Debates over how to provide a professional advice service to mainstream clients, which offers more than execution-only transactional systems but is commercially viable for advisory firms to offer remains an “unresolved” issue, John Griffith-Jones admitted last night.
Speaking at the Association of Professional Advisers annual gala dinner last night (18 November) in London, the Financial Conduct Authority chairman responded to challenges from the trade body that it had improved its accountability and “clarity”, but acknowledged ongoing questions around “commonly understood meanings” for advice.
Mr Griffith-Jones said that since taking over as FCA chairman he had sought to clarify some of these issues, but that it had not yet been able to answer queries relating to “guidance vs advice, and independent vs restricted advice”.
While one attendee at the event suggested the comments could be taken to suggest the regulator was “putting restricted advice back on the table” for clarification, Mr Griffiths-Jones seemed to focus more attention on perceptions of an ‘advice gap’ and on access to “properly qualified” advisers, especially in the wake of pension freedoms.
Arguing that it would be of benefit if more people were able to access full advice, he went on to emphasise the regulator’s focus on ‘project innovate’ and its attempts to inaugurate a system of simplified, online advice that would target mass market consumers.
Earlier in his own address, Apfa chairman Lord Deben had thrown down the gauntlet to the regulator in a series of four challenges, including the need to make advice accessible to the mainstream consumer, and to make its regulatory activities “transparent” and “accountable”.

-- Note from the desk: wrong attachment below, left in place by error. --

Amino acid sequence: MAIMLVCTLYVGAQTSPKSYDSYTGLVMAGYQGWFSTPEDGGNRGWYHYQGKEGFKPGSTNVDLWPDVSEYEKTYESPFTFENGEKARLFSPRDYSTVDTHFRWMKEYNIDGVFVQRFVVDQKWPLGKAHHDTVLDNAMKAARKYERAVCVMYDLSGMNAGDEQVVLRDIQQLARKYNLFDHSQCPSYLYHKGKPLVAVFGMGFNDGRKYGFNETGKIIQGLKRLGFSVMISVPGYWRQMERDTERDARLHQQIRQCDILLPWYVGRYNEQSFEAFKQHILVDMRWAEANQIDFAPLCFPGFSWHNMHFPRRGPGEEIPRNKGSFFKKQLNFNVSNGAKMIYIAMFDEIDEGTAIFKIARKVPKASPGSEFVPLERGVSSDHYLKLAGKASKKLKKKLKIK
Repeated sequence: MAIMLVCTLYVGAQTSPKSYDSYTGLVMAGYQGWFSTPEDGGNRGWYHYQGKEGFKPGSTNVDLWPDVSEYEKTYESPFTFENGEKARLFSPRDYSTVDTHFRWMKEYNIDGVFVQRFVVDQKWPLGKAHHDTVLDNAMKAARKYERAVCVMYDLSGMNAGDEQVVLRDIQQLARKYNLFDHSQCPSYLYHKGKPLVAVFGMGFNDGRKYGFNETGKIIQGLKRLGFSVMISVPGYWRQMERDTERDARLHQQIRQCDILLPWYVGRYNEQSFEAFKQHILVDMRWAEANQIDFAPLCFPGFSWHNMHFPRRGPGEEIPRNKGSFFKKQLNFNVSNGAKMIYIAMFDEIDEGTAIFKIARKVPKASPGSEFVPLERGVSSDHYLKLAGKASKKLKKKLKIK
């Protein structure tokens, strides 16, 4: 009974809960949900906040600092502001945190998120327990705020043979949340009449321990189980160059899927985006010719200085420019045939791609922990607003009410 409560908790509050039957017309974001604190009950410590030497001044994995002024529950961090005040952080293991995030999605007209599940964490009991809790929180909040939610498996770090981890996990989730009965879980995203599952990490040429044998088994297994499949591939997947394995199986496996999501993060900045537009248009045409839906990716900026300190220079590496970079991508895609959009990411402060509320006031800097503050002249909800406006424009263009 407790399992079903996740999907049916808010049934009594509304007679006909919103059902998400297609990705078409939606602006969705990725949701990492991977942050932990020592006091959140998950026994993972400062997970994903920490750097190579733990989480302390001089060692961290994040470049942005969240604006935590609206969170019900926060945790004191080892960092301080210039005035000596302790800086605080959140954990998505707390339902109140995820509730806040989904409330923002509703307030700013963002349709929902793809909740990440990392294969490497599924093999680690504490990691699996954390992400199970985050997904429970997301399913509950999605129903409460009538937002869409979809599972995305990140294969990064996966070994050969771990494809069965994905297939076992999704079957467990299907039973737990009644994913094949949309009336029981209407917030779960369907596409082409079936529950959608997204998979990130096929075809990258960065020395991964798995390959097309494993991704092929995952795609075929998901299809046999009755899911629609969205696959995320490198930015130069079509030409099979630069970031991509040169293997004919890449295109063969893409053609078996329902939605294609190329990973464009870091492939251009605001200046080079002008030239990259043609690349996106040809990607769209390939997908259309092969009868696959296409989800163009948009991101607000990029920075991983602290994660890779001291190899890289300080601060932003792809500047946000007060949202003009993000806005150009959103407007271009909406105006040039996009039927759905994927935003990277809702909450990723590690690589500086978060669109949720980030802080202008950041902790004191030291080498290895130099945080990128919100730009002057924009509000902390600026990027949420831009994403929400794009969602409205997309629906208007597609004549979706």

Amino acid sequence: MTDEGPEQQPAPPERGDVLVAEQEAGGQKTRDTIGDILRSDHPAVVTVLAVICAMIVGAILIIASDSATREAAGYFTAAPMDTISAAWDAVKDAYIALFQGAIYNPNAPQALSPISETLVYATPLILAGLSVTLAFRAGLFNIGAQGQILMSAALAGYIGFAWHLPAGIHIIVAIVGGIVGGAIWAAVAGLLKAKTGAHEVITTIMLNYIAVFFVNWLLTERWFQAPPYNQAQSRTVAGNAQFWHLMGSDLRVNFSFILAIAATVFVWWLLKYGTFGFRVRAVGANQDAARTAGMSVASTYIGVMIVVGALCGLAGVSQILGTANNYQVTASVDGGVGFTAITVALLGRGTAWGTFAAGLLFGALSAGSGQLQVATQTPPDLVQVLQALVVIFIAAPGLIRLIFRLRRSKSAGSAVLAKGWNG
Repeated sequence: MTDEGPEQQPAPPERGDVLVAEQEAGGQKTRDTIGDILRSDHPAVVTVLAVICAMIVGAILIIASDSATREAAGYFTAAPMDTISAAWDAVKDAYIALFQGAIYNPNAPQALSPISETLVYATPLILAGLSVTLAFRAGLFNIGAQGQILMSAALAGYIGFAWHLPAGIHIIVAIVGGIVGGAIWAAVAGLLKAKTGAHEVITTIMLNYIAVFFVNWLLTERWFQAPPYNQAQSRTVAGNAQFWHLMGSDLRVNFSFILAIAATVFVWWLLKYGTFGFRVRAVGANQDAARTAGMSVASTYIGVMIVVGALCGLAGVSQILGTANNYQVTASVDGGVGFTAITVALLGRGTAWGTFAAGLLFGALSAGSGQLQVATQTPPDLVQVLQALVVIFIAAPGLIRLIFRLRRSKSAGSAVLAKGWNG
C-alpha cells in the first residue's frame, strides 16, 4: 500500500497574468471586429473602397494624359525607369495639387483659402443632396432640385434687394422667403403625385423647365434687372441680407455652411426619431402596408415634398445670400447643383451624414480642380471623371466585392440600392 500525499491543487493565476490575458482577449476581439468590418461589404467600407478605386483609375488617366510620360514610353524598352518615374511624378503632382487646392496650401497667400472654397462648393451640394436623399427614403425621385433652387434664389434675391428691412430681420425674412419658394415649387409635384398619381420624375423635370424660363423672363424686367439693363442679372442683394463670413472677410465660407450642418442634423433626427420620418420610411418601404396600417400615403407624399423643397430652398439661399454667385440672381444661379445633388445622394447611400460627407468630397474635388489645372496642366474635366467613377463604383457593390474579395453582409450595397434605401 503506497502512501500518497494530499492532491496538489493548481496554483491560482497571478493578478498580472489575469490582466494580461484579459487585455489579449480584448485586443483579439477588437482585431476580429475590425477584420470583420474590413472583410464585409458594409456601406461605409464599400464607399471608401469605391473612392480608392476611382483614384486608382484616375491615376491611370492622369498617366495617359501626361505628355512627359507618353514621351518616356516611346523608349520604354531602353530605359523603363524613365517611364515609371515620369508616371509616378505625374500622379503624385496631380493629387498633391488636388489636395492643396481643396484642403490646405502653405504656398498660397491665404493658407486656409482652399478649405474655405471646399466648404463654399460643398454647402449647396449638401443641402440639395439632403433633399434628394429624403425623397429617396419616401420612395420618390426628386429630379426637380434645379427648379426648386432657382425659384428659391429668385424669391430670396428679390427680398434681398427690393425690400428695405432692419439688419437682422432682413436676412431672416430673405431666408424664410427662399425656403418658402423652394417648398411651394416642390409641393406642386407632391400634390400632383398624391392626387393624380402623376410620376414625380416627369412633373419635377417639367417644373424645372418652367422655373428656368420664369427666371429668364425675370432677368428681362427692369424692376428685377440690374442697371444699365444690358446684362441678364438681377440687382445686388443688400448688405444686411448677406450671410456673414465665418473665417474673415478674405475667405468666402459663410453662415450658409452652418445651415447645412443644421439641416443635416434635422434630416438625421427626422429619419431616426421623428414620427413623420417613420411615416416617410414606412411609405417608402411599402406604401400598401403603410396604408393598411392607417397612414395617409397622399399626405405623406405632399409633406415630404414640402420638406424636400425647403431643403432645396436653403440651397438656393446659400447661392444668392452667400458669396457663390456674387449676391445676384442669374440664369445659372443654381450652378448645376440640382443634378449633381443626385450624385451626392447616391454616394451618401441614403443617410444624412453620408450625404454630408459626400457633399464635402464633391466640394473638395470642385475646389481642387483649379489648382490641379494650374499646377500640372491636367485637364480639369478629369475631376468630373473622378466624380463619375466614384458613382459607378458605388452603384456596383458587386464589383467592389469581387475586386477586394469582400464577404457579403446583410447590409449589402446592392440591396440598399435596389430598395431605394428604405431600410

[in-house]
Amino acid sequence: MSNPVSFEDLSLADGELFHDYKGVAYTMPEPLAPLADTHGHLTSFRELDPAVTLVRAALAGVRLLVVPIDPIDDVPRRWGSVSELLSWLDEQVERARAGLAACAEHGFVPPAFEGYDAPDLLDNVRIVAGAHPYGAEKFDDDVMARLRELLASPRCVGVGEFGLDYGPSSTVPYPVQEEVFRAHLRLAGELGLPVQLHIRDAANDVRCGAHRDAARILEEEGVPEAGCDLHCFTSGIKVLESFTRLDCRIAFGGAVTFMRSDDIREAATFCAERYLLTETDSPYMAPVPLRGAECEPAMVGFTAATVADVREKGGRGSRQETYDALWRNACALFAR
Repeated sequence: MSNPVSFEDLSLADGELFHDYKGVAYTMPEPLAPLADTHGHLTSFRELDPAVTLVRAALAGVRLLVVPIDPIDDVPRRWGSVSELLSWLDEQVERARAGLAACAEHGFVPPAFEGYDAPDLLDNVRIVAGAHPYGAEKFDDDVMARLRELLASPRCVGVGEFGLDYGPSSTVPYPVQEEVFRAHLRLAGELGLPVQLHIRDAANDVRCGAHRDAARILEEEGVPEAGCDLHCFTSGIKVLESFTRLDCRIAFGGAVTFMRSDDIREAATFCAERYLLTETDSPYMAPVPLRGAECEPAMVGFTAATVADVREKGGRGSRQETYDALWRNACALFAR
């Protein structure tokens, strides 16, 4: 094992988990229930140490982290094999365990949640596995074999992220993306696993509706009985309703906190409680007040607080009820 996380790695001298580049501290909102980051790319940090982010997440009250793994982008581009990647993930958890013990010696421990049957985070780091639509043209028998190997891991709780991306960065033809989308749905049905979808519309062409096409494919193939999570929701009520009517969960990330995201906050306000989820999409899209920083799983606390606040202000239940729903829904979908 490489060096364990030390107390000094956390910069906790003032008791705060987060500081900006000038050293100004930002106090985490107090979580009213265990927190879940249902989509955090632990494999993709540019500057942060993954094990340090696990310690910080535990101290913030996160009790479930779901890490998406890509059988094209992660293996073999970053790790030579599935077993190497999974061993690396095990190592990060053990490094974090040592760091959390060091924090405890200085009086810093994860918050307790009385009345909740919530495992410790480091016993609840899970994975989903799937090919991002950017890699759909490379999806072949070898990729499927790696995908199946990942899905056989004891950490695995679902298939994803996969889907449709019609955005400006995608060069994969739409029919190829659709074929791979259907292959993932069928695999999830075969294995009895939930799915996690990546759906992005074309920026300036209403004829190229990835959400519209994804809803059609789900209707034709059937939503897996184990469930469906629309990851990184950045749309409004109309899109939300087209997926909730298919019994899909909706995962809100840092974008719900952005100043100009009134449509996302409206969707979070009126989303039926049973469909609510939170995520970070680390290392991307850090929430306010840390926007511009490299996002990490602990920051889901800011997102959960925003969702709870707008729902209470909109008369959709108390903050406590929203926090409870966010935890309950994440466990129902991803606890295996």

Mr Griffith-Jones said that it had sought to achieve the latter through studies to examine the impact of regulation and whether it was applied retrospectively, adding that it was working on its ‘project innovate’ initiative to bring simplified advice models to market.
He stated that despite criticism from some quarters and demands from a number of bodies, not least the Treasury Select Committee, to delay RDR proposals to avoid harming the sector, the market had coped with the measures and was well prepared for the “opportunities” which lay ahead.
“18 months on I look around this room and you all look remarkably alive and well to me - I am glad we took the decision that we did [not to delay the reforms],” he said.
Mr Griffith-Jones added that the watchdog’s post-implementation review would cast on light on areas of the rules, such as advice definitions, which had not been successful and that the body would work to ensure “mark two is better than mark one”.
He also praised Apfa and the “constructive” work it had done to promote the sector, referring to comments from Lord Deben earlier in the evening that the trade body had refused to give in to those pressing for a tougher stance in favour of a more engaged dialogue with the regulator.
Some advisers at the event praised the FCA chairman for promoting the value of advice and for seeming to extol the virtues of professional support over the more generic ‘guidance guarantee’ solution which is to be offered via the Treasury.